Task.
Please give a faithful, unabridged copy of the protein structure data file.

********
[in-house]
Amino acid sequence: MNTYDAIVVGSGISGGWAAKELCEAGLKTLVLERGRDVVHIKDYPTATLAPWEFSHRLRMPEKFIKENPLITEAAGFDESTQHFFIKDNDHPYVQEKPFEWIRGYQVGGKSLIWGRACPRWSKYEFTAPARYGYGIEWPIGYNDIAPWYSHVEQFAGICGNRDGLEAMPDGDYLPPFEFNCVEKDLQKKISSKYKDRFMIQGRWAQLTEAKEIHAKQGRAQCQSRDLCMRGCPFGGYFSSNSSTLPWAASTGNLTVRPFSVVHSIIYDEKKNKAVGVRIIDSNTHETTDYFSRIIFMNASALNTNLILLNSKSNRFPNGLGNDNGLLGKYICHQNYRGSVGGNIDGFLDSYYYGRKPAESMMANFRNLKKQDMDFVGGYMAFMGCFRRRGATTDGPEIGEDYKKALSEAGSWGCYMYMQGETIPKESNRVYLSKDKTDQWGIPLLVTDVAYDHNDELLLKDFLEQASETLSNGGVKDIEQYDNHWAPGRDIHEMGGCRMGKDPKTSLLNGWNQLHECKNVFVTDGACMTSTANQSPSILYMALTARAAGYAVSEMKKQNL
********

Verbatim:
[in-house]
Amino acid sequence: MNTYDAIVVGSGISGGWAAKELCEAGLKTLVLERGRDVVHIKDYPTATLAPWEFSHRLRMPEKFIKENPLITEAAGFDESTQHFFIKDNDHPYVQEKPFEWIRGYQVGGKSLIWGRACPRWSKYEFTAPARYGYGIEWPIGYNDIAPWYSHVEQFAGICGNRDGLEAMPDGDYLPPFEFNCVEKDLQKKISSKYKDRFMIQGRWAQLTEAKEIHAKQGRAQCQSRDLCMRGCPFGGYFSSNSSTLPWAASTGNLTVRPFSVVHSIIYDEKKNKAVGVRIIDSNTHETTDYFSRIIFMNASALNTNLILLNSKSNRFPNGLGNDNGLLGKYICHQNYRGSVGGNIDGFLDSYYYGRKPAESMMANFRNLKKQDMDFVGGYMAFMGCFRRRGATTDGPEIGEDYKKALSEAGSWGCYMYMQGETIPKESNRVYLSKDKTDQWGIPLLVTDVAYDHNDELLLKDFLEQASETLSNGGVKDIEQYDNHWAPGRDIHEMGGCRMGKDPKTSLLNGWNQLHECKNVFVTDGACMTSTANQSPSILYMALTARAAGYAVSEMKKQNL